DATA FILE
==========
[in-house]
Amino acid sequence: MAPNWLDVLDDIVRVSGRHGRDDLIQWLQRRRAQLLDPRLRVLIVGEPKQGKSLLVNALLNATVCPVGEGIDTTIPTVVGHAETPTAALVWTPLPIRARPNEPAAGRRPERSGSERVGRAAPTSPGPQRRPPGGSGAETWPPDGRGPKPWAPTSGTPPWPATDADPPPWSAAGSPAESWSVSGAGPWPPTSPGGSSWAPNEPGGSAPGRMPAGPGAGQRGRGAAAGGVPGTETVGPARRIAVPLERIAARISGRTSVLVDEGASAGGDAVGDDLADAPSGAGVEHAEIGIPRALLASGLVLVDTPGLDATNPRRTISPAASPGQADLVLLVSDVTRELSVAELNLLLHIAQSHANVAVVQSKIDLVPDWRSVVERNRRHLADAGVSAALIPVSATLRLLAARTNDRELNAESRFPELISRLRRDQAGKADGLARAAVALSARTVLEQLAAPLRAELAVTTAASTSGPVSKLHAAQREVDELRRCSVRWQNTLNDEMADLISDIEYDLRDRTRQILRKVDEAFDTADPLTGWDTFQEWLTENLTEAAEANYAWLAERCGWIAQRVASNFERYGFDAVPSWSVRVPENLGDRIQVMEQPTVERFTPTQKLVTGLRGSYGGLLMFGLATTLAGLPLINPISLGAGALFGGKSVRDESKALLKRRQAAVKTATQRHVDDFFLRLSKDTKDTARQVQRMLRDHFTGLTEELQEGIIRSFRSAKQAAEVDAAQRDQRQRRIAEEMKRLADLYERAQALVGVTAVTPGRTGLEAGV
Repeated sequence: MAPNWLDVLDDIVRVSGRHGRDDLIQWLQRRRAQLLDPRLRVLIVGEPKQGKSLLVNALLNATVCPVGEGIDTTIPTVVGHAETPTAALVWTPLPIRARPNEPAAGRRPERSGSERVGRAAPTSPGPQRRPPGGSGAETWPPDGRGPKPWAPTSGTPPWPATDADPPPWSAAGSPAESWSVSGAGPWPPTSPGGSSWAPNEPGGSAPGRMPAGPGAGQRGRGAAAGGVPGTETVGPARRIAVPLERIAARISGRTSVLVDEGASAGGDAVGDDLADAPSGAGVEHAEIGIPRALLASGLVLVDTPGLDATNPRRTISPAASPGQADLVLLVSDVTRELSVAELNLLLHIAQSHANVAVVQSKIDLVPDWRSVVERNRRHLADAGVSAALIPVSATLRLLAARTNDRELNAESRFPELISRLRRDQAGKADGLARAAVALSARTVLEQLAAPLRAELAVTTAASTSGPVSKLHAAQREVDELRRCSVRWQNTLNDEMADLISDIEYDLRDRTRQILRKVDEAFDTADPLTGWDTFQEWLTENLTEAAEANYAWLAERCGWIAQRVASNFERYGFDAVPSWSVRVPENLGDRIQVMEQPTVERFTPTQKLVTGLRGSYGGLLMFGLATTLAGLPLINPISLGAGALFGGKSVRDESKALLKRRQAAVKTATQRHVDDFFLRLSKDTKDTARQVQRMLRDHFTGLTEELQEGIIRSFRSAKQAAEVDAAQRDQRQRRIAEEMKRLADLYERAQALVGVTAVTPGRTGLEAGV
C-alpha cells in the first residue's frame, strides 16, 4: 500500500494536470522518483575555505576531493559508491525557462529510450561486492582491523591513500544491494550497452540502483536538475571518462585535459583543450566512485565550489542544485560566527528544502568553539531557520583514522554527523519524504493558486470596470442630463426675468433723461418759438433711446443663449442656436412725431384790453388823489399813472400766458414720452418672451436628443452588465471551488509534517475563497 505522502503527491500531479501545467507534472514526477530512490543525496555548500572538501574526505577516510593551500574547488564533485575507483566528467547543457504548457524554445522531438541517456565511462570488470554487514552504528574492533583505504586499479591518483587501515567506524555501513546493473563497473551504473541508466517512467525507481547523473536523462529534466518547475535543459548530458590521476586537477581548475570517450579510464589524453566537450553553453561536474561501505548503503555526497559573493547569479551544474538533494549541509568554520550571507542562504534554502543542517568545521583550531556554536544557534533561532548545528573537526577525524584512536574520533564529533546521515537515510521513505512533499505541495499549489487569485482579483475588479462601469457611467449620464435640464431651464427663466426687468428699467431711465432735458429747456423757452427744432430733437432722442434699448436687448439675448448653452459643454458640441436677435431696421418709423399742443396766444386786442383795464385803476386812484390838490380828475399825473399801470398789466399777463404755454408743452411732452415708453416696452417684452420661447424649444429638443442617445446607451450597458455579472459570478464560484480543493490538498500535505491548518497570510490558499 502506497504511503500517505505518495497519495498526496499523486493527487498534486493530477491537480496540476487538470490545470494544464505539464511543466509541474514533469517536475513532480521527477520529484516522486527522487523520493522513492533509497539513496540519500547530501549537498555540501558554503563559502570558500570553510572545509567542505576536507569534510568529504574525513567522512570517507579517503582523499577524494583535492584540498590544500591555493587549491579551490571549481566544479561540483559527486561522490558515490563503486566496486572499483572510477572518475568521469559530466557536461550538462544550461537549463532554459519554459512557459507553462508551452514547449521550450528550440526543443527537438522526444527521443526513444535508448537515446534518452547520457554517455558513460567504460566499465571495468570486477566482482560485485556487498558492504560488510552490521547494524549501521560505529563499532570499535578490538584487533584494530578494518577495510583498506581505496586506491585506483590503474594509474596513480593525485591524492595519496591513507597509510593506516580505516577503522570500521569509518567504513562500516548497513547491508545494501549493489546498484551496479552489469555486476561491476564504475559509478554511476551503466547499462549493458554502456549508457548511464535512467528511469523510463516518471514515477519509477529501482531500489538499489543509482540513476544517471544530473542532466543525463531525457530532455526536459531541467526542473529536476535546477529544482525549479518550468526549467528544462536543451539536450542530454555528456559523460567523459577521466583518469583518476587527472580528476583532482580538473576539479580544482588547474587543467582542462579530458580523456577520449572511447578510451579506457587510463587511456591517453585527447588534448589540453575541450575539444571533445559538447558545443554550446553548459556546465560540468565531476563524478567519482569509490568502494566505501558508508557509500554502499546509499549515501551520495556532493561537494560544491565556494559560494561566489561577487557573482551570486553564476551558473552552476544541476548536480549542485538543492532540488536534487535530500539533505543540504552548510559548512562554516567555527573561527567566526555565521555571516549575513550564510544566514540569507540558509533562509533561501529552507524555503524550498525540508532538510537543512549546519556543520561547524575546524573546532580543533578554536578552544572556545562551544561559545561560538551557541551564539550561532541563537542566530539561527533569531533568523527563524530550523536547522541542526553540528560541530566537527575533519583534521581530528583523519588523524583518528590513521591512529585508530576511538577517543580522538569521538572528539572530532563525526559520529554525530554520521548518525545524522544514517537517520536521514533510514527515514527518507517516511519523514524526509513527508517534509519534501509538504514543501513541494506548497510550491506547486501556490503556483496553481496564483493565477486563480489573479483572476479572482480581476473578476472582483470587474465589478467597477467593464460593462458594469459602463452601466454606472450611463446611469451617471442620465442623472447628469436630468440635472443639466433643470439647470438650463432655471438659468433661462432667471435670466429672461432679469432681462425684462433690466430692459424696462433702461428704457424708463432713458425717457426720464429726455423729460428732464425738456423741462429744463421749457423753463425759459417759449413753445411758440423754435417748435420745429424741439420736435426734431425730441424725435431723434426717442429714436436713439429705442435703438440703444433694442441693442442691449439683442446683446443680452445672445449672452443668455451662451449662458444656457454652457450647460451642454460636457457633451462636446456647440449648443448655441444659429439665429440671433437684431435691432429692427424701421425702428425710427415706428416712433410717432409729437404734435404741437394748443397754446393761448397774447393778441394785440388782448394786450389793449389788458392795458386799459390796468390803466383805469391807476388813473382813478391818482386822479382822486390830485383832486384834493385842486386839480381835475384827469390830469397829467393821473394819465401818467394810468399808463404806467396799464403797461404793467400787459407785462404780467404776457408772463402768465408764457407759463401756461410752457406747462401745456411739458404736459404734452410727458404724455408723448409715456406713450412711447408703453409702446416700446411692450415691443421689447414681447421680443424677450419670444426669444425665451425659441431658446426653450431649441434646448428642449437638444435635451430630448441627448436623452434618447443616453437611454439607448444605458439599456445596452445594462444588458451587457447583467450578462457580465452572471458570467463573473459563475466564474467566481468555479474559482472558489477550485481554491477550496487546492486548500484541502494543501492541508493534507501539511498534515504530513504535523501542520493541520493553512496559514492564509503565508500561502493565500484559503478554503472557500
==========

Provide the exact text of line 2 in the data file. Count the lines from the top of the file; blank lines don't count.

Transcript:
Amino acid sequence: MAPNWLDVLDDIVRVSGRHGRDDLIQWLQRRRAQLLDPRLRVLIVGEPKQGKSLLVNALLNATVCPVGEGIDTTIPTVVGHAETPTAALVWTPLPIRARPNEPAAGRRPERSGSERVGRAAPTSPGPQRRPPGGSGAETWPPDGRGPKPWAPTSGTPPWPATDADPPPWSAAGSPAESWSVSGAGPWPPTSPGGSSWAPNEPGGSAPGRMPAGPGAGQRGRGAAAGGVPGTETVGPARRIAVPLERIAARISGRTSVLVDEGASAGGDAVGDDLADAPSGAGVEHAEIGIPRALLASGLVLVDTPGLDATNPRRTISPAASPGQADLVLLVSDVTRELSVAELNLLLHIAQSHANVAVVQSKIDLVPDWRSVVERNRRHLADAGVSAALIPVSATLRLLAARTNDRELNAESRFPELISRLRRDQAGKADGLARAAVALSARTVLEQLAAPLRAELAVTTAASTSGPVSKLHAAQREVDELRRCSVRWQNTLNDEMADLISDIEYDLRDRTRQILRKVDEAFDTADPLTGWDTFQEWLTENLTEAAEANYAWLAERCGWIAQRVASNFERYGFDAVPSWSVRVPENLGDRIQVMEQPTVERFTPTQKLVTGLRGSYGGLLMFGLATTLAGLPLINPISLGAGALFGGKSVRDESKALLKRRQAAVKTATQRHVDDFFLRLSKDTKDTARQVQRMLRDHFTGLTEELQEGIIRSFRSAKQAAEVDAAQRDQRQRRIAEEMKRLADLYERAQALVGVTAVTPGRTGLEAGV